there was nothing to debunk. simply calling something orwellian doesn’t directly address the question of whether or not DJB’s definition was correct. – Rom

    But I did not ‘simply call something Orwellian’. I did further explain what i meant when i stated…“i.e. reserving the the term ‘war’ only for conflicts involving sovereign states? After all, there is such a thing as Civil War.” Even if i did not use the term ‘Orwellian’, DJB would have known what i was objecting to. I thought you should also have understood that as well since you quoted me in full.

  4. rom says:

    cvj: and in a civil war, uncle, don’t both sides have their own respective governments (presumably including everything that would make up a legitimate government)? In which case, a civil war is actually a war between two putative states, each claiming legitimacy. this is what makes it a species of war in general.

    as for your so-called objection, let’s break it down. You start by calling DJB’s definition Orwellian – presumably to discredit it by claiming that ‘reserving war for conflicts of states’ was a misleading use of the word, so as to enable other forms of conflict to be referred to with less incendiary labels. There’s your fallacy right there.

    Then you try to recover by saying: “After all, there is such a thing as Civil War.” which really isn’t saying anything at all, because it is implicit in the term civil war that you have two competing ‘governments’ or ‘quasi-states’- only they’re within one nominal state – the legal existence of which is practically suspended pending the outcome of the civil war, i.e., if the confederacy had won, it would be the CSA, not the USA.

    So, since that concept is abundantly clear, your objection tends to look like semantic hairsplitting; hence, not an objection at all.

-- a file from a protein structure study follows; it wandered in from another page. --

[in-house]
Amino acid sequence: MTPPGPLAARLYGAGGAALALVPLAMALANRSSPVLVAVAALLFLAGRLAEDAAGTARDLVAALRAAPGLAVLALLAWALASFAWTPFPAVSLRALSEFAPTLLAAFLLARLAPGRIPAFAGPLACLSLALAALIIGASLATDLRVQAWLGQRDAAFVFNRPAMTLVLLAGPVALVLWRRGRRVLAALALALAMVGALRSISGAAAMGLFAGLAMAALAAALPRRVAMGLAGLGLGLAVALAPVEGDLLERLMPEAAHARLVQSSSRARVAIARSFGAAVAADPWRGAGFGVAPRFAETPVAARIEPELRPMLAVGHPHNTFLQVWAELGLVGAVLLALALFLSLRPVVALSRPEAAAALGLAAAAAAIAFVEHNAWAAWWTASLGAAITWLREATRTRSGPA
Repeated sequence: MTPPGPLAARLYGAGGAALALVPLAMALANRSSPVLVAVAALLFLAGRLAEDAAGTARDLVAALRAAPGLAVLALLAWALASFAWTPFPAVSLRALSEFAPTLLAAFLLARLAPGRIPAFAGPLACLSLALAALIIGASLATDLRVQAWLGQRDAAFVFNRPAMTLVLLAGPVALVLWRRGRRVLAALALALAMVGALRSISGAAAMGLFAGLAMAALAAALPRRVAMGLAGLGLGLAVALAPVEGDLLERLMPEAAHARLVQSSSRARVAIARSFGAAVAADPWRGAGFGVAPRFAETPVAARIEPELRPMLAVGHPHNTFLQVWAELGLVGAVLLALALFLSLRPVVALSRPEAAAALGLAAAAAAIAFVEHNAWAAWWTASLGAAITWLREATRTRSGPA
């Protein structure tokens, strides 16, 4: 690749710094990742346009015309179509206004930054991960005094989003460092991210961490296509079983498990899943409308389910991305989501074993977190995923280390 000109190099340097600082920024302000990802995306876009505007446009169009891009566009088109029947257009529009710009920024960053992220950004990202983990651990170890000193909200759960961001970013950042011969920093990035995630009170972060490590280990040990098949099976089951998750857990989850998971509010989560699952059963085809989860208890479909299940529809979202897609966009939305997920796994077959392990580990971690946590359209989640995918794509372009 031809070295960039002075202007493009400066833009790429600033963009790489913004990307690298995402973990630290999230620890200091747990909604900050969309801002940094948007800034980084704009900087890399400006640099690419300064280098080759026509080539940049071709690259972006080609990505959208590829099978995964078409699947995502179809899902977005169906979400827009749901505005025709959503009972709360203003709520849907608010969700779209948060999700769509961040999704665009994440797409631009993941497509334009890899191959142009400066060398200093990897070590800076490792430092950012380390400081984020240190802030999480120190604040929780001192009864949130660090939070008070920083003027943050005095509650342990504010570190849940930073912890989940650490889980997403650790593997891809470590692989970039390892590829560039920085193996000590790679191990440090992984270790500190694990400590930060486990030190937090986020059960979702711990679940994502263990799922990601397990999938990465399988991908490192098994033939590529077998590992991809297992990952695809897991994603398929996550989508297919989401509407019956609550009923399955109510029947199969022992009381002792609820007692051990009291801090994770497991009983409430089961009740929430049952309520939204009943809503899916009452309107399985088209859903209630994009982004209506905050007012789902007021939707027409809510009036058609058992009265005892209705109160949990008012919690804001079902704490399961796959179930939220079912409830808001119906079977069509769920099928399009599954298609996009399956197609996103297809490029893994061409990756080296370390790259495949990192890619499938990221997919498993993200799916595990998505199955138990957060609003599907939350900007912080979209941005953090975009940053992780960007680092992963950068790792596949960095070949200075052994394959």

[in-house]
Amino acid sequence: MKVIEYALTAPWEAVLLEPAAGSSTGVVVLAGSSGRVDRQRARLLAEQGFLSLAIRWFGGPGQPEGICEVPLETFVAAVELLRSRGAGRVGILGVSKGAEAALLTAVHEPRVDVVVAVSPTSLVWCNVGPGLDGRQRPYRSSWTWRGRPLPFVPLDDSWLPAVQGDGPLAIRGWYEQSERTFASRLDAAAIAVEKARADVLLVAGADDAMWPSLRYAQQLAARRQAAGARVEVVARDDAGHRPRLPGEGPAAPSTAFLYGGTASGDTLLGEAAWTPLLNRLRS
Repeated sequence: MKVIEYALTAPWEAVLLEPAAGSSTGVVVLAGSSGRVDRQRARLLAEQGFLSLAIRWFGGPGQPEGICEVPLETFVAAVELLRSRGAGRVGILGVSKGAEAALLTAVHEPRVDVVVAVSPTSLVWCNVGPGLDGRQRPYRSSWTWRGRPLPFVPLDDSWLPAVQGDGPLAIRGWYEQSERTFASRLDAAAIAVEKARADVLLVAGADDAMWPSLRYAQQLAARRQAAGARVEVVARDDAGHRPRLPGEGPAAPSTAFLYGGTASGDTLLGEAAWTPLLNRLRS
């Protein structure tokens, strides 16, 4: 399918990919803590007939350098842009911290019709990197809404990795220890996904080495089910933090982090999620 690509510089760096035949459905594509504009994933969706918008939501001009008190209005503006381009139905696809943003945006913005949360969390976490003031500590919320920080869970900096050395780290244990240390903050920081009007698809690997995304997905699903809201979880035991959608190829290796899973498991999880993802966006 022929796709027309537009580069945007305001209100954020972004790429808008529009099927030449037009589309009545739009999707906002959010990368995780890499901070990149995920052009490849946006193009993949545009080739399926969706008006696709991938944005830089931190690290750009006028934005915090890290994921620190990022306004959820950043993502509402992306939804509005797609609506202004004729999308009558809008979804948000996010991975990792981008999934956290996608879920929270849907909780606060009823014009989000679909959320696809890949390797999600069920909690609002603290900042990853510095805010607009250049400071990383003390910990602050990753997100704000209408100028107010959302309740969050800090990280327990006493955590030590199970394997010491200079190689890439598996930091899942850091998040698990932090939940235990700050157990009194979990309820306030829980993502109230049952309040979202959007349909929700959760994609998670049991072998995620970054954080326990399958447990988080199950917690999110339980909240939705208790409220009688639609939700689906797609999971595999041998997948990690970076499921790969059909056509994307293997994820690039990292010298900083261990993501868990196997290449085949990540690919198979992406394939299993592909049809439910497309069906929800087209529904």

5. cvj says:

    Rom, can you identify the fallacy associated with my objecting to DJB’s reserving the the term ‘war’ only for conflicts involving sovereign states? And how can you claim that my giving the counterexample of a Civil War (as a war that does not involve two sovereign states) be an ‘attempt to recover’ unless you’re saying that i was aware of such fallacy being committed?

    It is not a given in a Civil War to have two competing governments or ‘quasi-states’ although i agree that is a possible outcome. A Civil War may also involve one of the parties trying to take control of the existing government controlling the same piece of territory. For example, the Spanish Civil War and the Lebanese Civil war weren’t fights between different putative states, but different factions competing for power in the same state.

  6. rom says:

    cvj: You start by calling DJB’s definition Orwellian – presumably to discredit it by claiming that ‘reserving war for conflicts of states’ was a misleading use of the word, so as to enable other forms of conflict to be referred to with less incendiary labels. That’s a kind of ad hominem, isn’t it?

    tries to recover – well, ok. maybe you weren’t aware of how lame the misrep was.

    Oh, gawd, uncle. I’m not gonna write an entire treatise on what constitutes a civil war for you. Look it up in wikipedia or something. And incidentally, just calling something one thing doesn’t necessarily make it so, eh?

  7. cvj says:

    That’s a kind of ad hominem, isn’t it? – Rom

    No, it isn’t. Even granting your assessment that my usage of ‘Orwellian’ was a misleading use of the word (an assessment i don’t agree with as explained in the next paragraph), that still does not qualify as an ad hominem fallacy because Ad hominem is an attack on the person which i did not do.

    Rather, what i took issue with is his strictly limited definition of ‘war’ which i considered Orwellian in the sense that it is his attempt to manipulate language for political purposes.

    Oh, gawd, uncle. I’m not gonna write an entire treatise on what constitutes a civil war for you. Look it up in wikipedia or something. – Rom

    You really want to take this route?

    And incidentally, just calling something one thing doesn’t necessarily make it so, eh? – Rom

    Whether or not what is happening in Mindanao is already Civil War (or something leading towards that) was not my primary issue. As i mentioned above (at 12:04am), my primary purpose in bringing up Civil War is to provide a counterexample of a type of war that is not between sovereign states in order to show that DJB’s definition of War was too limited.